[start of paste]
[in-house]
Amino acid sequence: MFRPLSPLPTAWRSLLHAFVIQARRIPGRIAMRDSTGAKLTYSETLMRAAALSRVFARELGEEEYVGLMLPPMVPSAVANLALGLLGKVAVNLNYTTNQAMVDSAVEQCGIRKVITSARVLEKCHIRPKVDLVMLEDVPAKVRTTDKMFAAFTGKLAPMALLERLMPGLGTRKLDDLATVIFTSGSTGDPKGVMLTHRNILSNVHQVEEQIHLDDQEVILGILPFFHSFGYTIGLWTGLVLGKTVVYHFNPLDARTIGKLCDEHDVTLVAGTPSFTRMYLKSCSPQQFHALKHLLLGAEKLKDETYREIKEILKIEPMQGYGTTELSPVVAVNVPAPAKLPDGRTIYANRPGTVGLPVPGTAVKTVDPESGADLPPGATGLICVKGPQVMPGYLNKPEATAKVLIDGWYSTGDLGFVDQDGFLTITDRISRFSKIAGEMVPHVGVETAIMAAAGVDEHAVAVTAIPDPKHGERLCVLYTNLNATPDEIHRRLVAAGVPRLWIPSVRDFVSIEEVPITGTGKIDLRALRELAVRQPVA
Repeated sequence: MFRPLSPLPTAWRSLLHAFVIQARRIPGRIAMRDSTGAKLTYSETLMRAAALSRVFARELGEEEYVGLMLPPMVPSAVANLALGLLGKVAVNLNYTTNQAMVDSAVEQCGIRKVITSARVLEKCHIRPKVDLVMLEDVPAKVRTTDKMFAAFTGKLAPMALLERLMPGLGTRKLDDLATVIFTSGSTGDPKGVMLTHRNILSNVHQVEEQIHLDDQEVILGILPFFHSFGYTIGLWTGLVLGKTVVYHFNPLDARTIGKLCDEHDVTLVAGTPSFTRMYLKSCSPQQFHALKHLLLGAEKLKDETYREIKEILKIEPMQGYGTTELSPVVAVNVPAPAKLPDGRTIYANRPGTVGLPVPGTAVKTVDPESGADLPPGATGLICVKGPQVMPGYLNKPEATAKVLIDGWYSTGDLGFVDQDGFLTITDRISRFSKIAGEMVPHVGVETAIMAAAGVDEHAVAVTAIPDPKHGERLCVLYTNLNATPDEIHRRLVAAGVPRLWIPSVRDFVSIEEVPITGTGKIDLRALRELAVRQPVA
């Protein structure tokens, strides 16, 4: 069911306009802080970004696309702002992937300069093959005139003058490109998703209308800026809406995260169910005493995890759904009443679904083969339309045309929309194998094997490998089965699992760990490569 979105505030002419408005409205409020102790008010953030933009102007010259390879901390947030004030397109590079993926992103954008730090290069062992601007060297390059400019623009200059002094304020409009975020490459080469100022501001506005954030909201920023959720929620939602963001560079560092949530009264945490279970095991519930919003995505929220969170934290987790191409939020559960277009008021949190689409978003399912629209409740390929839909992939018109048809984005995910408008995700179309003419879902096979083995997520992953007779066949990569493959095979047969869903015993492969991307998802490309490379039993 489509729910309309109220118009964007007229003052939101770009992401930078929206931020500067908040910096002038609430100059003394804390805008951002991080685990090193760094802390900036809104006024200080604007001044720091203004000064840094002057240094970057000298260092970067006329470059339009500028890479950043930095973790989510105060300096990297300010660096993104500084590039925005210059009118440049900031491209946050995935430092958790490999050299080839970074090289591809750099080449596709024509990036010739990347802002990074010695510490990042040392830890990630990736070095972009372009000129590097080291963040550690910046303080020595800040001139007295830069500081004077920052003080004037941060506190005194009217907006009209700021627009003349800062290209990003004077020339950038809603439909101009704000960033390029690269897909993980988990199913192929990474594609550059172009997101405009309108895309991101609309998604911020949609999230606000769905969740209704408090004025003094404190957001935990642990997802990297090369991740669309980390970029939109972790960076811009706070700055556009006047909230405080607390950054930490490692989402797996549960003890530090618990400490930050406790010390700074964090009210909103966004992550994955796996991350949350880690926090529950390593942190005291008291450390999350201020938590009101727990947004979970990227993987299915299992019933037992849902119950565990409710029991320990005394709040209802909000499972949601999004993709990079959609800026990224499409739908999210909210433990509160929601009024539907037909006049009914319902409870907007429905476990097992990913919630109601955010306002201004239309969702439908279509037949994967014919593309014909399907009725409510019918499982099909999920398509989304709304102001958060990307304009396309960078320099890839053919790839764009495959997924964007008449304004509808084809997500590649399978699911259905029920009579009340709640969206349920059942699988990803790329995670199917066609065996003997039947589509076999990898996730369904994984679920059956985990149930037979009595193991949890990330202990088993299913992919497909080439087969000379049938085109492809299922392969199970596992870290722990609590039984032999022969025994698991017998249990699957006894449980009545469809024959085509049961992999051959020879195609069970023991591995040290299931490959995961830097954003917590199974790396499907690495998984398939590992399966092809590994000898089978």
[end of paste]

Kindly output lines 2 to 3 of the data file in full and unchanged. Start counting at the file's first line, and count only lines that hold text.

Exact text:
Amino acid sequence: MFRPLSPLPTAWRSLLHAFVIQARRIPGRIAMRDSTGAKLTYSETLMRAAALSRVFARELGEEEYVGLMLPPMVPSAVANLALGLLGKVAVNLNYTTNQAMVDSAVEQCGIRKVITSARVLEKCHIRPKVDLVMLEDVPAKVRTTDKMFAAFTGKLAPMALLERLMPGLGTRKLDDLATVIFTSGSTGDPKGVMLTHRNILSNVHQVEEQIHLDDQEVILGILPFFHSFGYTIGLWTGLVLGKTVVYHFNPLDARTIGKLCDEHDVTLVAGTPSFTRMYLKSCSPQQFHALKHLLLGAEKLKDETYREIKEILKIEPMQGYGTTELSPVVAVNVPAPAKLPDGRTIYANRPGTVGLPVPGTAVKTVDPESGADLPPGATGLICVKGPQVMPGYLNKPEATAKVLIDGWYSTGDLGFVDQDGFLTITDRISRFSKIAGEMVPHVGVETAIMAAAGVDEHAVAVTAIPDPKHGERLCVLYTNLNATPDEIHRRLVAAGVPRLWIPSVRDFVSIEEVPITGTGKIDLRALRELAVRQPVA
Repeated sequence: MFRPLSPLPTAWRSLLHAFVIQARRIPGRIAMRDSTGAKLTYSETLMRAAALSRVFARELGEEEYVGLMLPPMVPSAVANLALGLLGKVAVNLNYTTNQAMVDSAVEQCGIRKVITSARVLEKCHIRPKVDLVMLEDVPAKVRTTDKMFAAFTGKLAPMALLERLMPGLGTRKLDDLATVIFTSGSTGDPKGVMLTHRNILSNVHQVEEQIHLDDQEVILGILPFFHSFGYTIGLWTGLVLGKTVVYHFNPLDARTIGKLCDEHDVTLVAGTPSFTRMYLKSCSPQQFHALKHLLLGAEKLKDETYREIKEILKIEPMQGYGTTELSPVVAVNVPAPAKLPDGRTIYANRPGTVGLPVPGTAVKTVDPESGADLPPGATGLICVKGPQVMPGYLNKPEATAKVLIDGWYSTGDLGFVDQDGFLTITDRISRFSKIAGEMVPHVGVETAIMAAAGVDEHAVAVTAIPDPKHGERLCVLYTNLNATPDEIHRRLVAAGVPRLWIPSVRDFVSIEEVPITGTGKIDLRALRELAVRQPVA